But there was that other Henry. Upgraded, After-Market Henry. There was never one set of circumstances that seemed to bring this Incredible Hulk version out of Titi Banner. Perhaps the game was more important in the standings, or a trophy was on the line, or it was the local derby, or it was televised to more homes, or he was fouled hard early on, or he simply didn’t like the defender’s haircut. Whatever caused it, Henry had the remarkable ability to elevate his game to 15, and when he did he was untouchable. He seemed to literally grow in size and speed, and that flash in his eyes must have made more than one defender sleep with their lights on.
Henry always knew he was better than you, even on his off days. Some call it cockiness, some call it confidence, both are correct and yet inadequate. But when he was on, when he flipped that switch, it wasn’t enough just for everyone to know he was dominant. He had that rare trait that only the greats have where he wanted to tell his opponent about his greatness, smile that devil’s grin, laugh at how woefully inadequate your attempts to stop him were, and grind his superiority into your face. Take your lunch money, and punch you in the gut for good measure. At his very best, Thierry Henry was a contemptible bully, and at times the only saving grace you could have as a fan was to shrug your shoulders and say “Yeah, but at least he’s our bully.”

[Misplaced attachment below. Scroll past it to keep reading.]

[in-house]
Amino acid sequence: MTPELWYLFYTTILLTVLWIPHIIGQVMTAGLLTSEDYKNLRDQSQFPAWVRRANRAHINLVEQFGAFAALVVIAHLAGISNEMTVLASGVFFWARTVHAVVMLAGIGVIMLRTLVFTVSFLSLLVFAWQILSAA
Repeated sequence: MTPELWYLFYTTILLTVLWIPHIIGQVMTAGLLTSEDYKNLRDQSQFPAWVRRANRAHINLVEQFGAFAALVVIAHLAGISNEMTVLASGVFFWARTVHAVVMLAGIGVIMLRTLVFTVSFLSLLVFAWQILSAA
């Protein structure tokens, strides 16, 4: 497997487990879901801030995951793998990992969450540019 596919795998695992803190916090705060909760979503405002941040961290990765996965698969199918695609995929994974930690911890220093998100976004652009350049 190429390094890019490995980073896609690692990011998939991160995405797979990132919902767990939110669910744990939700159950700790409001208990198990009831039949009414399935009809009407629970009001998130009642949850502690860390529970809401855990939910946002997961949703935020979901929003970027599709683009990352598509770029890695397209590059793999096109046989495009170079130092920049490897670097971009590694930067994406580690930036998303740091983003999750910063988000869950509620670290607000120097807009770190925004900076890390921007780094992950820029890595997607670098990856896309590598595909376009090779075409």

It was that killer instinct, that demand of himself and, soccer being a team sport, his teammates that made Thierry Henry both a hero and a villain, a misunderstood genius, a locker room cancer and the consummate leader. It is also the quality that the sport will miss the most now that Henry is moving to punditry. As we scan the landscape, who among the stars has that teeth-on-jugular mindset tempered just so? Not Messi, too shy. Not Ronaldo, too self-absorbed. Not Suarez, too unstable.
Henry was a holdover from another time. Yes, he was glossy. Yes, the advertisements were there globally. But even though he was mindful of his image, he never took it too seriously and could laugh at himself, and above all else it was always substance over style. You never once had the sense, among all those goals, that he had spent a millisecond practicing his goal celebrations, or prioritizing which model to date to get the best press, or anything other than the game, and putting the ball over the line.
With a few possible exceptions: the stories of him staying late on the practice field to work with a young player. The video of him putting an arm around a teammate’s shoulders and explaining some bit of wisdom. The times he grabbed a teammate, got into their face and got them refocused on the challenge ahead, not the yellow card challenge behind.
There is a right way to play. Can we ever say that anyone, 100% of the time, embodies that? No. But if you want to get close, you could do much worse than study Thierry Henry. It has been a pleasure, an honor and a privilege to watch him up close.